I heard about Klaus in either November or October as Netflix suggested it to me before it came out. It is a Netflix Original movie and now that they’re “at war” with Disney+, a good Christmas classic is something they need. I haven’t seen many Christmas movies in the recent batch of years, so I really wanted to give this one a try.
The movie is mainly about Jesper Johansson, a privileged man-baby in what appears to be a 19th century Scandinavia. His father is the sole owner of the country’s postal service, and while he tried to get his son to do “real work”, it becomes obvious that he isn’t trying. So he sends him to the remote island of Smeerenburg to make a postal office running. He has a short time frame to do so, or he would lose all of his status and inheritance. He finds the town so dystopian that he gives up hope on meeting his father’s rather bold quota.
Before he calls it quits for good like a loser, he runs into a tall woodsman named Klaus. He lives even further away than the townspeople, but Jesper soon thinks that Klaus wants to take him out with a strong axe. Turns out that Klaus is a kind soul underneath all the muscle. He gets Jesper to deliver one of his many toys to a needy child.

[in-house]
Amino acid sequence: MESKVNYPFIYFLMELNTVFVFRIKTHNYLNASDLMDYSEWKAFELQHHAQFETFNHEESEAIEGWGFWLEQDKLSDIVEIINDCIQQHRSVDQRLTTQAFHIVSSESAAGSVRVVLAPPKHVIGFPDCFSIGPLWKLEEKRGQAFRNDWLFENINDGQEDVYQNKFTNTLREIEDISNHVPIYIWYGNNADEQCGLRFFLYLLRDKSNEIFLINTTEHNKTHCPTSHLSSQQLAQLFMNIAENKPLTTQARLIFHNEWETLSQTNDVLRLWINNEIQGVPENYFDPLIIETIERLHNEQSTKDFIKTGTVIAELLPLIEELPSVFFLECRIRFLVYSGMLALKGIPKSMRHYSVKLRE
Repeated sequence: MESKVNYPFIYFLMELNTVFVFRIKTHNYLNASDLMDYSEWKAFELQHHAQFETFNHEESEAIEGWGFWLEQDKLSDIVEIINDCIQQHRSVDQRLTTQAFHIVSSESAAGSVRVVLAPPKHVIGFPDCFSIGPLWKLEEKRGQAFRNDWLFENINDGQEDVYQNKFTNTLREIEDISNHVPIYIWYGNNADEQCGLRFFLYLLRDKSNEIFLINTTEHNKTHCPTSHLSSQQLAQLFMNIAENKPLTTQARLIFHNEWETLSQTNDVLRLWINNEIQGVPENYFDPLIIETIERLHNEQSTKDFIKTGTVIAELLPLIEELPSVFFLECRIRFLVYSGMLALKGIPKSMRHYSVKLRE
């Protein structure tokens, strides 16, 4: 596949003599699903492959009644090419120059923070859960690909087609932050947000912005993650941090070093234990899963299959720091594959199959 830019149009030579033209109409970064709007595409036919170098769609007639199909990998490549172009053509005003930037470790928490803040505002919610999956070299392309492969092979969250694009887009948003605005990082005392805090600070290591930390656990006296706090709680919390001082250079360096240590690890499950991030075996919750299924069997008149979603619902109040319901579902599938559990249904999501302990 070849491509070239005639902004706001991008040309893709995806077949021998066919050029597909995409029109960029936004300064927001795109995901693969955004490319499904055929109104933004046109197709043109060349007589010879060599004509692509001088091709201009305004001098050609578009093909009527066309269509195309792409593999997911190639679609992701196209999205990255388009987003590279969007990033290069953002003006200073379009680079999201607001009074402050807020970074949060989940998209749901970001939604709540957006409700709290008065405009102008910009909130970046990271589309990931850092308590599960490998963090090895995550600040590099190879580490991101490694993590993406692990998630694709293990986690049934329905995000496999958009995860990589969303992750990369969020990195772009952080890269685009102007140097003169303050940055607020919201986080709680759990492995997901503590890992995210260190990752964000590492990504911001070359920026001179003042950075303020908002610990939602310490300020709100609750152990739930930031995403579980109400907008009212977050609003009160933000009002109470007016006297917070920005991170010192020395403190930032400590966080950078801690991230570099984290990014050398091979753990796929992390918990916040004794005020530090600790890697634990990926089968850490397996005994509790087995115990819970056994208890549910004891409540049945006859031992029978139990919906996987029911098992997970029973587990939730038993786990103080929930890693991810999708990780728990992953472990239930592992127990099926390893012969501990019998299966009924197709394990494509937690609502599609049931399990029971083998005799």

Soon enough all the children in town hear about it. Jesper makes them give out requests to Klaus via letters, helping his ultimate goal of leaving the island forever. But it won’t be all easy, once the whole town asks for even one thing each, the more challenging the task becomes. Because not only is Jesper taking letters, he’s helping Klaus like an “elf” of sorts. Will this be the best Christmas ever for the small town or will it be dark and gloomy forever?
Overall this new movie Klaus was a wonderful film. I don’t think it will become a “Christmas classic” to rival Elf, Rudolph the Red-Nosed Reindeer, or Frosty the Snowman, but it sure is a fantastic Christmas film. I’m sure it won’t fade away in a year or two, like so many Christmas failures in the past. I really don’t think we’ll see a sequel (not that it needs one) but Netflix did well here.